Antecaridina lauensis. Estimates of h (0.775) and [pi] (0.065) were mostly consistent across populations of A. lauensis, with the sole exception being Yoshino Cave (YOSH) on Ishigaki (Fig. 2A, Table 1). While no significant genetic structure was detected via pairwise [[PHI].sub.ST] or [S.sub.nn] analyses between A. lauensis populations in the southern Ryukyus and Minami-daito, the YOSH population was significantly different from all others in the Ryukyus (Table 3). Parsimony (TCS) analysis of the COI sequences produced two discrete networks, with individuals from the YOSH population occurring in both (Fig. 2C). One network consisted of 23 haplotypes and 48 individuals from the islands of Ishigaki, Tarama, and Minami-daito (Fig. 2B), whereas the other included four haplotypes from 10 individuals specific to the YOSH population on Ishigaki (Fig. 2C). Uncorrected p-distances among COI haplotypes were 0.16%-1.4% within a network and 12.7%-13.5% between the two networks. Tajima's D and Fu's F values were found to be significant and negative for sequences in the two networks (Table 2), suggesting recent population expansions in both groups. When COI sequences from A. lauensis and Antecaridina sp. sampled in Hawai'i, Christmas Island in the Indian Ocean (both supplied by Dr. Timothy J. Page, Griffith University, Queensland, Australia: unpubl. data), and East Timor (GenBank accessions EF173843--EF173847) from Craft et al. (2008) are included in the parsimony analysis, those from Hawai'i (n = 1) and Christmas Island (n = 2) were identical to the inferred ancestral haplotype found in the Ishigaki, Tarama, and Minami-daito populations (Fig. 2B), while a third network, composed of five haplotypes from the eight East Timor individuals (i.e., an Antecaridina sp.), was also recovered (data not shown).

Table 3.

Paitwise [[PHI].sub.ST] (below diagonal) and Snn (above
diagonal) estimates as measures of genetic differentiation
between populations of Antecaridina lauensis, Halocaridinides
trigonophthalma, and Metabetaeus minutus from the Ryukyu
Archipelago, Japan, based on cytochrome c oxidase subunit
1 (COI) sequences

             Population Site Code

            Antecaridina Site lauensis

           JR     SHIN     SHUG     YOSH

JK          -    0.454    0.525  0.747 *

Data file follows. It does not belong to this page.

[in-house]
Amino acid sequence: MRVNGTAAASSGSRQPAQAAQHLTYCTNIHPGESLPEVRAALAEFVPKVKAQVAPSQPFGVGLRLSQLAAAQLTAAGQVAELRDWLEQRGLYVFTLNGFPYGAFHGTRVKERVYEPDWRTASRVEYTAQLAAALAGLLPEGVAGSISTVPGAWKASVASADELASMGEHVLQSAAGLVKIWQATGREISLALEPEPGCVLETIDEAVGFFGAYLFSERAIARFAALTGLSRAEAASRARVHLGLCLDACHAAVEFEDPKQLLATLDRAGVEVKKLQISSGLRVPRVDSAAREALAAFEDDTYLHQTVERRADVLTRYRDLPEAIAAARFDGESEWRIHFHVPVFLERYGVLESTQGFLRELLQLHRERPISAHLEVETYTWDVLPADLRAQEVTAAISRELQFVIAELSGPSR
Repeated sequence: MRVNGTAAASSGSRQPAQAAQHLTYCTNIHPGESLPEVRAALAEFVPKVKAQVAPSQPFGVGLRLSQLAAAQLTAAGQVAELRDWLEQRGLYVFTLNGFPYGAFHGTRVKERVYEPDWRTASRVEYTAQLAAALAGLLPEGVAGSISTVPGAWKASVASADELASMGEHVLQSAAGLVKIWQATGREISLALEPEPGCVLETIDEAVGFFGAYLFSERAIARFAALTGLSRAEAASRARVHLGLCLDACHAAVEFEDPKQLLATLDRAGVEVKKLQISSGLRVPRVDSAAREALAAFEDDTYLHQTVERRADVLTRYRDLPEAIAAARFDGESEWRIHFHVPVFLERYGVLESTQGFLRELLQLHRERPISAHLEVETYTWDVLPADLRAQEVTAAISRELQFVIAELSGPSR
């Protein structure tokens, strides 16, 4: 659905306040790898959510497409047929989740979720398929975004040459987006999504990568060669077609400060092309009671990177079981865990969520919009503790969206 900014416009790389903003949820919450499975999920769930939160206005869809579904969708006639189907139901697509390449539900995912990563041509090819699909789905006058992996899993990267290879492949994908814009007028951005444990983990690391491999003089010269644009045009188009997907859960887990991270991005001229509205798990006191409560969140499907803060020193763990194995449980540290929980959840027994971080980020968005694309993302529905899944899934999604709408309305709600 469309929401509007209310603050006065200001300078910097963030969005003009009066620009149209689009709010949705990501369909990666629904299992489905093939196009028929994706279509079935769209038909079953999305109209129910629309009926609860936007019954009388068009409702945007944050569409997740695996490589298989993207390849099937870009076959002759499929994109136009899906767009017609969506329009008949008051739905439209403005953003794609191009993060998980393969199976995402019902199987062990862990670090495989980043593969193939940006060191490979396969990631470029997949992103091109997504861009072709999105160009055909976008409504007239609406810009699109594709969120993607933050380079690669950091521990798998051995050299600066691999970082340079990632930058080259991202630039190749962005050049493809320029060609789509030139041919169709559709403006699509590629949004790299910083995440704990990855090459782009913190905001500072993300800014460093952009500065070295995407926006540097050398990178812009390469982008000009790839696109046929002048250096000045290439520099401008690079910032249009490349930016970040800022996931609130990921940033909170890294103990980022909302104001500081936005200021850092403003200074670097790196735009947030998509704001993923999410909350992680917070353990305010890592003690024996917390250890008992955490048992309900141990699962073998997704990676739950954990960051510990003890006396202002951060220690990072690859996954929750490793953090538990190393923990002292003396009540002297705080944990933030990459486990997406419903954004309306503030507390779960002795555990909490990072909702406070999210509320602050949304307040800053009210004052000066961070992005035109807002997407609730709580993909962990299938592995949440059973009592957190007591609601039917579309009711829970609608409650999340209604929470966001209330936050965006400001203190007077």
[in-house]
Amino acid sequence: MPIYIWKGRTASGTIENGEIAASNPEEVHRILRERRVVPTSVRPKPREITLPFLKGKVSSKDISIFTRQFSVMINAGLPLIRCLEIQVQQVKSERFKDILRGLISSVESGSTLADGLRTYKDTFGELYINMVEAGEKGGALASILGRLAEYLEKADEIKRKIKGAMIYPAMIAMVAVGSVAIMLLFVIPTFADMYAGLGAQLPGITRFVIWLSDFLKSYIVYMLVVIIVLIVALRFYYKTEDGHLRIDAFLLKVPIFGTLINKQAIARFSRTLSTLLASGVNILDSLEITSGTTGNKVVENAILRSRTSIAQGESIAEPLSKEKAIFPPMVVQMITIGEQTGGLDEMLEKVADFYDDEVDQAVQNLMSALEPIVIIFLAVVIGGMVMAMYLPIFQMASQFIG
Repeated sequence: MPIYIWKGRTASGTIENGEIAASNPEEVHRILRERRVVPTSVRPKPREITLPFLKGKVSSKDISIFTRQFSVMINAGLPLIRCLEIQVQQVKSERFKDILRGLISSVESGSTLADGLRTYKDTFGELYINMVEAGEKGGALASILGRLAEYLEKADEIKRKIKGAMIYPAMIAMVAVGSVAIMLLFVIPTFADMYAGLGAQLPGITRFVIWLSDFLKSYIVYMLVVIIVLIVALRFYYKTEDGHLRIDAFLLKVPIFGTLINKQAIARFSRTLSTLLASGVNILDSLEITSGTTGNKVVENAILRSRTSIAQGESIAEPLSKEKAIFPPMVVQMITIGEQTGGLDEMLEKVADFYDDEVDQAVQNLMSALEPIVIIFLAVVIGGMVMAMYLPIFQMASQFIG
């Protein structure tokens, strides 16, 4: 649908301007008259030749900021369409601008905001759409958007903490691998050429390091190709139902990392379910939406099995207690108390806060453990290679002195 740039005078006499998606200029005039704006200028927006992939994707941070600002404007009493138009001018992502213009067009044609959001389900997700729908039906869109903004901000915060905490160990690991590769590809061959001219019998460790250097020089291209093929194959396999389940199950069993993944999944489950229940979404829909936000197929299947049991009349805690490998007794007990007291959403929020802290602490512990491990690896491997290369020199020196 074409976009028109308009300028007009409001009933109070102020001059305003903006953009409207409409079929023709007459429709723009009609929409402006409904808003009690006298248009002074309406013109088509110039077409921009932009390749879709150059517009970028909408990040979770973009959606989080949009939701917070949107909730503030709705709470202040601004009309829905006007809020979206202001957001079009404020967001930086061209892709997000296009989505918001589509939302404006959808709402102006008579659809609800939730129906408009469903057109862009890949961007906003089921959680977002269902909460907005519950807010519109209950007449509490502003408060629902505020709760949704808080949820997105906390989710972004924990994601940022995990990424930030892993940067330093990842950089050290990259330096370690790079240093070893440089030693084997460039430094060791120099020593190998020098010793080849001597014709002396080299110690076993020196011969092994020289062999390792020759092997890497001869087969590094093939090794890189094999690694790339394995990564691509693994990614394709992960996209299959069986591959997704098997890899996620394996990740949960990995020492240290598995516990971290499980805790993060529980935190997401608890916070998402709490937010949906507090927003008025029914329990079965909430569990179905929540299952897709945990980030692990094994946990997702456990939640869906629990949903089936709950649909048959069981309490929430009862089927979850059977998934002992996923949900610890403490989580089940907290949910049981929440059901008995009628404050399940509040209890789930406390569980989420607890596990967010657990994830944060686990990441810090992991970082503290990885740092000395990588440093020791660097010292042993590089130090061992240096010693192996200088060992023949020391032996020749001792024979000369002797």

SHIN    0.000        -    0.408  0.707 *
SHUG    0.000    0.000        -  0.727 *
YOSH  0.575 *  0.597 *  0.597 *        -

            Halocaridinides trigonophthalma

          TAG       IR     PUSH      MIN     YOSH
TAG         -    0.541  1.000 *  1.000 *    0.468
IR      0.000        -  1.000 *  1.000 *    0.552
PUSH  0.982 *  0.986 *        -    0.364  1.000 *
MIN   0.908 *  0.929 *  0.070 *        -  1.000 *
YOSH    0.000    0.000  0.982 *  0.901 *        -

               Metabetaeus minutus

           JR      MIY      KIK      FUT     YOSH

JR          -    0.389  1.000 *  1.000 *  1.000 *
MIY     0.028        -  1.000 *  1.000 *  1.000 *
KIK   0.956 *  0.951 *        -    0.392    0.244
FUT   0.947 *  0.940 *    0.000        -    0.325
YOSH  0.951 *  0.945 *    0.000    0.000        -

Site code: See Table 1.

* P < 0.05.

Halocaridinides trigonophthalma. For H. trigonophthalma, estimates of h spanned from 0.371 to 0.983, and with the exception of the one site on Taketomi, [pi] values were consistent among populations (Table 1). Significant genetic structure was found between those populations on the islands of Taketomi and Tarama relative to ones on the islands of Miyako, Irabu, and Ishigaki (Table 3), and three discrete networks were recovered from the parsimony analysis of H. trigonophthalma (Fig. 2D). The first corresponded to 9 haplotypes and 29 individuals from populations on Miyako, Irabu, and Ishigaki; the second was composed of 24 haplotypes and 30 individuals from the Taketomi and Tarama populations (Fig. 3A); and the third consisted of two individuals and one haplotype exclusive to the island of Taketomi (Fig. 2D). Here, p-distances among haplotypes in the same network ranged from 0.16% to 1.2%, while those between the three networks were from 9.52% to 19.2%. Two of the three H. trigonophthalma groups displayed evidence of recent population expansions as evident from significantly negative Tajima's D and Fu's [F.sub.s] values (Table 2).